Recovery School District
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Recovery School District
Recovery School District
United States
District information
Established2003 (2003)
SuperintendentPatrick Dobard
NCES District ID2200054[1]
Other information

Recovery School District (RSD) is a special statewide school district administered by the Louisiana Department of Education. Created by legislation passed in 2003, the RSD is designed to take underperforming schools and transform and make them effective in educating children. While the majority of RSD-supervised schools are within New Orleans and were largely under the administration of the Orleans Parish School Board pre-Katrina, the RSD has also taken over schools in East Baton Rouge, Caddo and Pointe Coupee parishes, reflecting its statewide authority and full name, the Recovery School District of Louisiana (RSDLA).[2] As of 2012 it is the fifth largest school district in Louisiana by student population.[3]

The Recovery School District's supervisory board is Louisiana Board of Elementary and Secondary Education (BESE). The RSD has two offices, the one in New Orleans serves schools in Greater New Orleans and the one in Baton Rouge serves other areas.[4]


During the 2003 regular legislative session, the Louisiana Legislature passed Act 9 to create the Recovery School District (RSD) to take over the operations of failing schools, defined as schools that do not meet the minimum academic standards for at least four consecutive years. The legislation was signed into law in May of that year by Governor of Louisiana Kathleen Blanco.

Pierre Capdau School in New Orleans became the state's first takeover school in 2004, and subsequently became Louisiana's first RSD charter school, known as a Type 5 charter school. In August 2004, the school opened as Pierre Capdau-UNO Charter School under the management of the New Beginnings Foundation and the University of New Orleans. In the spring of 2005, four additional New Orleans schools were taken over by the state, and turned over to charter school operators: Medard Nelson, Samuel Green, Phillips, and Sophie B. Wright.[5]

Hurricane Katrina struck New Orleans on August 29, 2005, bringing near total devastation to the city and damaging or destroying more than 100 of the city's 128 school buildings.

In the face of uncertainties about the future of schools in the city, the Louisiana Legislature acted by passing Act 35. Eventually, the Recovery School District (RSD) took over 102 out of 126 schools from the Orleans Parish School Board (OPSB) in late-November 2005. Of the remaining 24 schools, seven were uninhabitable, 12 became charters, and five remained directly managed by OPSB.[6]

RSD school data

Achievement, 2014-15

  • RSD schools outpace the state with a 29 percentage point increase from 2008-2014 in the percent of students performing at basic and above, compared to a 9 percentage point increase across the state.[7]
  • In 4th and 8th grade (retention grades), proficiency citywide has more than doubled in both English language arts and math.
  • More students are prepared for college and career with 39% of RSD 12th graders scoring 18+ on ACT in 2011 to 49% of students in 2014.

Demographics, 2014-15

Though enrollment has been steadily increasing, student enrollment in New Orleans is still only about 70% of pre-katrina levels.[8]

  • RSD serves 90% economically disadvantaged students;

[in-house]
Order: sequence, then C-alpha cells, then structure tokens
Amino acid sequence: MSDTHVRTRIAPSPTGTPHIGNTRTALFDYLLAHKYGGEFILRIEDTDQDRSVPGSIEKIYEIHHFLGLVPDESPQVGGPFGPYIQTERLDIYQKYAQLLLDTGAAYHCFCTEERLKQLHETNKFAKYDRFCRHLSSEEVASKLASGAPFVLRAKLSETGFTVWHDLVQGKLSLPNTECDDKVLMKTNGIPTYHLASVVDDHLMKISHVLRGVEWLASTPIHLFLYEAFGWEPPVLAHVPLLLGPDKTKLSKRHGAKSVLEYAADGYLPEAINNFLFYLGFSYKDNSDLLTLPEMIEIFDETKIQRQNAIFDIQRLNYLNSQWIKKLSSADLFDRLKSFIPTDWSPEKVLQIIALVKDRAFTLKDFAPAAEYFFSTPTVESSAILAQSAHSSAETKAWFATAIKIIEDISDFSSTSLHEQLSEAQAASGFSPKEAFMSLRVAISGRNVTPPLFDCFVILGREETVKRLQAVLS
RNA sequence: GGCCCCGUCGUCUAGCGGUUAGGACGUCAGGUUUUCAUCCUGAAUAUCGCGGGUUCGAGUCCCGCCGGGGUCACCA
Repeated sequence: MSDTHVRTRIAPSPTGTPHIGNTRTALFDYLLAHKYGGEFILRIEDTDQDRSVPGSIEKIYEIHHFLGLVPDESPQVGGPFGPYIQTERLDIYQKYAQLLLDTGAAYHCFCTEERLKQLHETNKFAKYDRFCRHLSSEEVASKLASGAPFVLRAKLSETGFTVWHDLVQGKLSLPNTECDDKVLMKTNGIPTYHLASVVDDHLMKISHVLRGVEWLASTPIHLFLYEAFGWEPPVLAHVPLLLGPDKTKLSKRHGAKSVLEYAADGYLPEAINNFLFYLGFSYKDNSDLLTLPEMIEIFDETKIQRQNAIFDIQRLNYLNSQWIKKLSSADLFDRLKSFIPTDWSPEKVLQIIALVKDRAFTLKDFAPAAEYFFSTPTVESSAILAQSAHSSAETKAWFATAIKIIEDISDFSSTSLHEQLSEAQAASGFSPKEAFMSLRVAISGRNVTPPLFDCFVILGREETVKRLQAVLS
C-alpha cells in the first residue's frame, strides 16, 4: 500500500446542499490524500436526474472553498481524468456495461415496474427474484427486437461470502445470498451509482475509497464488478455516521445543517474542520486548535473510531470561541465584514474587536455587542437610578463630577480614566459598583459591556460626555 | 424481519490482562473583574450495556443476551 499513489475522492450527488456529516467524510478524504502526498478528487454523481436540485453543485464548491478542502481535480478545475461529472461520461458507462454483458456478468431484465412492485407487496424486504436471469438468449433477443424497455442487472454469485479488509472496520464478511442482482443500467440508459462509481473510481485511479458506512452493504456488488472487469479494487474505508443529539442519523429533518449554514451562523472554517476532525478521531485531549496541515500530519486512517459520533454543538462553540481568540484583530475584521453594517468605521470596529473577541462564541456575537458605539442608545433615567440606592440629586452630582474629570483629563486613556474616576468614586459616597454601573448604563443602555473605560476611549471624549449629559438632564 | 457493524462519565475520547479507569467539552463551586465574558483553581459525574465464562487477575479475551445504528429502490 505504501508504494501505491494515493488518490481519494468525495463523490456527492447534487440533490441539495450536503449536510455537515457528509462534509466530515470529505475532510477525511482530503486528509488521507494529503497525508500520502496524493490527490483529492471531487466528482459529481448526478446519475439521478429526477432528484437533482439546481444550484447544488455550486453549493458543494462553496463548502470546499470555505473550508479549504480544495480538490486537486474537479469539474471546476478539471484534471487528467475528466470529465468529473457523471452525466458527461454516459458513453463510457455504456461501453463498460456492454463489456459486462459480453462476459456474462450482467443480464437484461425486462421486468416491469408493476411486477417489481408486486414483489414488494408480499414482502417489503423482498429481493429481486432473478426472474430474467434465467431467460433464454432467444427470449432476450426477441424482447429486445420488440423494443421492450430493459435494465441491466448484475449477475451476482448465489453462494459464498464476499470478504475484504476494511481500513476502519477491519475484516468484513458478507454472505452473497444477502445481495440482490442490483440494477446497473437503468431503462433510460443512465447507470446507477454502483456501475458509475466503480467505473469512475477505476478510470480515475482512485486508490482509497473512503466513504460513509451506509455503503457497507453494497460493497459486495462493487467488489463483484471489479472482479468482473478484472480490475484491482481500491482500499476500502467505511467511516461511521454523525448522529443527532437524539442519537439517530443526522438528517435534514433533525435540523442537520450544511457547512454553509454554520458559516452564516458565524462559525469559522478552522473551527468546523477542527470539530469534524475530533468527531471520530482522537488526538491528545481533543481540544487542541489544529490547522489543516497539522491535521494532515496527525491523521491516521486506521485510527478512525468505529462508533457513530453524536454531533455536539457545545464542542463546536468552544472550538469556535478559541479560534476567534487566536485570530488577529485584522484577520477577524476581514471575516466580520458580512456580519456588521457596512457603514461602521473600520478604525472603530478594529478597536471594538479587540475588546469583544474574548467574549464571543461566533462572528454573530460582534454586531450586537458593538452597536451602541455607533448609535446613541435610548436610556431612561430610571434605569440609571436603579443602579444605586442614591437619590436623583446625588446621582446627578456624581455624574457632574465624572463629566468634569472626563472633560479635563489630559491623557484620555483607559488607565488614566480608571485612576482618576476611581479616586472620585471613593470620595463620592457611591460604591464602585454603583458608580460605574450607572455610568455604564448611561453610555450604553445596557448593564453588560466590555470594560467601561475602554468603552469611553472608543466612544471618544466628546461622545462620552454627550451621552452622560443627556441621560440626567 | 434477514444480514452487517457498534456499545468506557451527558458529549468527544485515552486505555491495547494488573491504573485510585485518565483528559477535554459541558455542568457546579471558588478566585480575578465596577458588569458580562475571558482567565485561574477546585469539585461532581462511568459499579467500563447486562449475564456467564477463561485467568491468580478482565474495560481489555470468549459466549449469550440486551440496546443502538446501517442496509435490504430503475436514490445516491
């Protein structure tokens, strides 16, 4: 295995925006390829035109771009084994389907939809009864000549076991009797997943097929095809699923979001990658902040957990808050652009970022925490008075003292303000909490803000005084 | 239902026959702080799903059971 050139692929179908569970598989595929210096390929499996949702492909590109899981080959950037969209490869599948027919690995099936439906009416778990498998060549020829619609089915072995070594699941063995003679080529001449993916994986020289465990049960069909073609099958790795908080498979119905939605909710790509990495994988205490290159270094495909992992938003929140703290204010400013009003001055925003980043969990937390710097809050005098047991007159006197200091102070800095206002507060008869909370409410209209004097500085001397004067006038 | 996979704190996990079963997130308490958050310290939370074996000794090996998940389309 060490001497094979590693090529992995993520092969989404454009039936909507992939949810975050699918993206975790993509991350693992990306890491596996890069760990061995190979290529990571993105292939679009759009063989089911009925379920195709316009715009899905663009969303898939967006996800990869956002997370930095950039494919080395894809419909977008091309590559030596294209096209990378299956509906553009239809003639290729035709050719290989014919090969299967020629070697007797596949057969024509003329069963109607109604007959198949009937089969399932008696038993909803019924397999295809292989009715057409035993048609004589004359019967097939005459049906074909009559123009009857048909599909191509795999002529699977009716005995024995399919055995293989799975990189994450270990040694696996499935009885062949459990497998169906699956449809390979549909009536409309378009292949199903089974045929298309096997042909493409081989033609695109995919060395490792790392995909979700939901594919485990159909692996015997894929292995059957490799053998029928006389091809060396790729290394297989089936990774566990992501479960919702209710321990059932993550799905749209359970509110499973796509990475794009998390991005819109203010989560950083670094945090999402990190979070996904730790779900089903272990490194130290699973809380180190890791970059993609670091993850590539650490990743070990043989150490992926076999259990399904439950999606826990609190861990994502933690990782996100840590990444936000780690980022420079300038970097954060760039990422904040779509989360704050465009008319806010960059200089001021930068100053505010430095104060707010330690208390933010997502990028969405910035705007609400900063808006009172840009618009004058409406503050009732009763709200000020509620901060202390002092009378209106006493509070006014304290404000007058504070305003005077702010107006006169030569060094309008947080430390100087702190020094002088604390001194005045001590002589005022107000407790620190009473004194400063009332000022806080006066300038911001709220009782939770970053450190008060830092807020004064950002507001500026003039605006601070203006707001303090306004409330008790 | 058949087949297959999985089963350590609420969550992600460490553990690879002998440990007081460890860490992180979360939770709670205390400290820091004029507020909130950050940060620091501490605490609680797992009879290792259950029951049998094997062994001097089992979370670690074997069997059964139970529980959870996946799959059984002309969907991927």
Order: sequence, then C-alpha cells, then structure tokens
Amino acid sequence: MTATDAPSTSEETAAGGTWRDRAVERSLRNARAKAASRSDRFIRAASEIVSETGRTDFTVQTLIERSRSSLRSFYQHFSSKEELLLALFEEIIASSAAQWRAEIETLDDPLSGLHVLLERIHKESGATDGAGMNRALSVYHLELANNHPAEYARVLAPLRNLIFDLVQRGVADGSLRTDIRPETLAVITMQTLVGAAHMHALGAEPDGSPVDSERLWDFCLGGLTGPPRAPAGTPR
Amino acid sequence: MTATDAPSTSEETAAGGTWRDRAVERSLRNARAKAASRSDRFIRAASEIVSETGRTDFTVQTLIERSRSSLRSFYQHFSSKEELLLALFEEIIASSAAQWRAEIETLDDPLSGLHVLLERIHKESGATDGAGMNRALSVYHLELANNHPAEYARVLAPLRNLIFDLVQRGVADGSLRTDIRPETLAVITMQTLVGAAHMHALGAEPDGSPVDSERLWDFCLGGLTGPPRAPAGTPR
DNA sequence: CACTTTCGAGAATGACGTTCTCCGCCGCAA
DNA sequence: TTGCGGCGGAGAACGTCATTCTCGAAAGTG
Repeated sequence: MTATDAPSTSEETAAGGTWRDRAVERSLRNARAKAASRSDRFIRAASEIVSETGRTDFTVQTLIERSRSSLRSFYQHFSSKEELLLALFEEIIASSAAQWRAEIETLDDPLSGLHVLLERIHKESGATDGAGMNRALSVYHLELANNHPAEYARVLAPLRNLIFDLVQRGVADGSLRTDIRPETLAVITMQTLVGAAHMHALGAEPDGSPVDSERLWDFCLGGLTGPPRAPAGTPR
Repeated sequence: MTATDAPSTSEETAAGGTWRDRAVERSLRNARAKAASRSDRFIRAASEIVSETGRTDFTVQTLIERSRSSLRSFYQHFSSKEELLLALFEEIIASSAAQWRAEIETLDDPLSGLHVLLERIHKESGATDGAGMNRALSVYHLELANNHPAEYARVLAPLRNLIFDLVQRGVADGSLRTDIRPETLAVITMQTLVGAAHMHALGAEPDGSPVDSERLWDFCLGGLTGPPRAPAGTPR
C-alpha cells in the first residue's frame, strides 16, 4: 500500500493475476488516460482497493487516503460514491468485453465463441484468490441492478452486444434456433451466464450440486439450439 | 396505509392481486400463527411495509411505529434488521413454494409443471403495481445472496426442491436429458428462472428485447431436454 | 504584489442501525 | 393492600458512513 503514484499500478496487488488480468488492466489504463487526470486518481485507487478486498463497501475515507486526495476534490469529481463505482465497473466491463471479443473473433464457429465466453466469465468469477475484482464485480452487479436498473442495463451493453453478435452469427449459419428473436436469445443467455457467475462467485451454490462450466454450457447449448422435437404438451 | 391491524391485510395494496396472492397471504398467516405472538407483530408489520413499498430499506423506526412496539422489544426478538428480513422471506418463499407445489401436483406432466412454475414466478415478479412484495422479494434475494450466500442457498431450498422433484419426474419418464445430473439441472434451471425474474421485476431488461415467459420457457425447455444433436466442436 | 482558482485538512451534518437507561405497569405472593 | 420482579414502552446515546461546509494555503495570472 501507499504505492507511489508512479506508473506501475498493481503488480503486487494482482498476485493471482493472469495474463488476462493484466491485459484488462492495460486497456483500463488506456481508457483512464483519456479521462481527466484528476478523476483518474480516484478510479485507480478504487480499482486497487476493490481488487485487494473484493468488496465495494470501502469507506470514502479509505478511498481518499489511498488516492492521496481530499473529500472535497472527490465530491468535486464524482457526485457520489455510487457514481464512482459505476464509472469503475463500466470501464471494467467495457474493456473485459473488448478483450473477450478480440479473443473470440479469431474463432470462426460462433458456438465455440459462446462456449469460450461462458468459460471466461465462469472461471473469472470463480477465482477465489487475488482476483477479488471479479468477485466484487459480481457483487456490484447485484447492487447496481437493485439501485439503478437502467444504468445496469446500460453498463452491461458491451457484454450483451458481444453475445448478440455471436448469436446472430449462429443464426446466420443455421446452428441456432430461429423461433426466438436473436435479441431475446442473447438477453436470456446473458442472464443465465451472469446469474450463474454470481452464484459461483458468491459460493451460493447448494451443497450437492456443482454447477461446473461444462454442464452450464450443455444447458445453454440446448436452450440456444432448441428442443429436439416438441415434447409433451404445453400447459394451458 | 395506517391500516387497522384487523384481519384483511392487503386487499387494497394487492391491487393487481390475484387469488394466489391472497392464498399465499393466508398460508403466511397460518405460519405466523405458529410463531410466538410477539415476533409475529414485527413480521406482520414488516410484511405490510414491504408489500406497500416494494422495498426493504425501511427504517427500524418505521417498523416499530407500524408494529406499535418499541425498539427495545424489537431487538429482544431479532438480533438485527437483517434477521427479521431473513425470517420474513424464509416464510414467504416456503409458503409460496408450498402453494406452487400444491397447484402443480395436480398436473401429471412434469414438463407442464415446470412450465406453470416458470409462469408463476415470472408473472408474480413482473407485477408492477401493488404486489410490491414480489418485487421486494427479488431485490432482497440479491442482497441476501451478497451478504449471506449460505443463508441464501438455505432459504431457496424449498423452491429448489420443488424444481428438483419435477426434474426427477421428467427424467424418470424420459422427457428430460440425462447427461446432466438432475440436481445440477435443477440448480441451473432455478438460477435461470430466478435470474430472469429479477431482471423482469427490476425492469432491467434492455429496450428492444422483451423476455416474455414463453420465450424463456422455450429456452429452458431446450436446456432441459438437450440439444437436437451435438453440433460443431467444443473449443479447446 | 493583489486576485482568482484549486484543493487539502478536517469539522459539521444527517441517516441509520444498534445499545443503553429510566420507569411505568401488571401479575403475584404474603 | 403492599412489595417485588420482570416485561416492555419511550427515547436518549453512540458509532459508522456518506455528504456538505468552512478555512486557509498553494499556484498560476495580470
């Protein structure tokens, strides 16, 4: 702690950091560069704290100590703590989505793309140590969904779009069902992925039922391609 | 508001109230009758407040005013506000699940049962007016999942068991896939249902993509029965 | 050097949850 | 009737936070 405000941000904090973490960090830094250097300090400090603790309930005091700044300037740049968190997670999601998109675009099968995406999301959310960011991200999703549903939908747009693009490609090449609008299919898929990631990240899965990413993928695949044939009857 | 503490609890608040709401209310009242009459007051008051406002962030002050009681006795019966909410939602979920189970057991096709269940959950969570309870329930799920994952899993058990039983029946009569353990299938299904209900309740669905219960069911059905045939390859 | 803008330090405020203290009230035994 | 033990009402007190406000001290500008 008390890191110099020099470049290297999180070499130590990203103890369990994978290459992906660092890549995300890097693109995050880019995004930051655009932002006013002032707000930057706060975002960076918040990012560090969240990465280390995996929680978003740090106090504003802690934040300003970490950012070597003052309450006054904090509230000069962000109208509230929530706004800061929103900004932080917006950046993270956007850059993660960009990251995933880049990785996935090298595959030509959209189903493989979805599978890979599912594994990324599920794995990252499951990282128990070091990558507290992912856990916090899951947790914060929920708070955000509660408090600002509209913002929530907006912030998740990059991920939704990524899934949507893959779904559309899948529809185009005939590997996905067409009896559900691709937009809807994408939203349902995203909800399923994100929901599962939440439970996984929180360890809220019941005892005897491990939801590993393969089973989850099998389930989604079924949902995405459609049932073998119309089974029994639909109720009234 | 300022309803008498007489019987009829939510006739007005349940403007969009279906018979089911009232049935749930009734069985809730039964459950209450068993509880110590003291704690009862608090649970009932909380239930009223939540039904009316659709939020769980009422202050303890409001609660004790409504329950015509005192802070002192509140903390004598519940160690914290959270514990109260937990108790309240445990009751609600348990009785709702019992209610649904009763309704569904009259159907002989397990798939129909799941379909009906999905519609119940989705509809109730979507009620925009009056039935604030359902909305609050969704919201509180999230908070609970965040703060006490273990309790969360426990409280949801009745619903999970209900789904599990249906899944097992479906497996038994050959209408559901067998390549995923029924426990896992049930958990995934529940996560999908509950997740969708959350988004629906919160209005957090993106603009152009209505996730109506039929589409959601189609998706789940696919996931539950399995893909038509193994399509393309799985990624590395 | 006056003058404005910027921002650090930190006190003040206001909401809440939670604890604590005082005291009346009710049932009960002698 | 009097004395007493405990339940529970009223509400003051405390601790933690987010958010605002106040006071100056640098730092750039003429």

• RSD serves over 11% special education students; and
  • RSD serves just over 95% African American students.

New Orleans school governance, 2015-16[9]

  • The Recovery School District governed 52 charter schools, under the direction of Superintendent Patrick Dobard. There are no longer any direct-run RSD schools.
  • The Louisiana Board of Elementary and Secondary Education governed 4 charter schools, under the direction of State Superintendent John White.
  • The Louisiana Legislature governed 1 independent school, the New Orleans Center for Creative Arts.
  • The Orleans Parish School Board governed 24 schools--6 district-run, 18 charters, under the direction of Superintendent Henderson Lewis, Jr.


Since January 2012, the Recovery School District has been led by Patrick Dobard, former deputy superintendent for the Recovery School District. In his previous position, Dobard oversaw all community engagement and outreach activities, as well as establishing and implementing education policy for the Recovery School District (RSD).

See also


  1. ^ "Search for Public School Districts - District Detail for Recovery School District-LDE". National Center for Education Statistics. Institute of Education Sciences. Retrieved 2014.
  2. ^ Recovery School District Frequently Asked Questions.[permanent dead link]
  3. ^ "New State Superintendent of Education named." (Archive) KATC-TV. January 11, 2012. Retrieved on July 9, 2013. "Based on student population, the RSD is the fifth largest school district in Louisiana, although the state-run school district provides direct or indirect oversight to 79 of the state's most challenging schools in five parishes; schools are transferred to the RSD after failing to meet the state's minimum performance score for four consecutive years."
  4. ^ "Contact." Recovery School District. Retrieved on March 16, 2013.
  5. ^ Staff reports (April 22, 2005). "State OKs takeover of 4 N.O. schools". The Times-Picayune.
  6. ^ "Read Online". Retrieved .
  7. ^ "Recovery School District 2014 Annual Report" (PDF).
  8. ^ "Louisiana Believes - Louisiana Department of Education". Retrieved .
  9. ^ Dreilinger, Danielle (October 21, 2015). "New Orleans has ... how many public schools this year?". The Times-Picayune.

External links

  This article uses material from the Wikipedia page available here. It is released under the Creative Commons Attribution-Share-Alike License 3.0.



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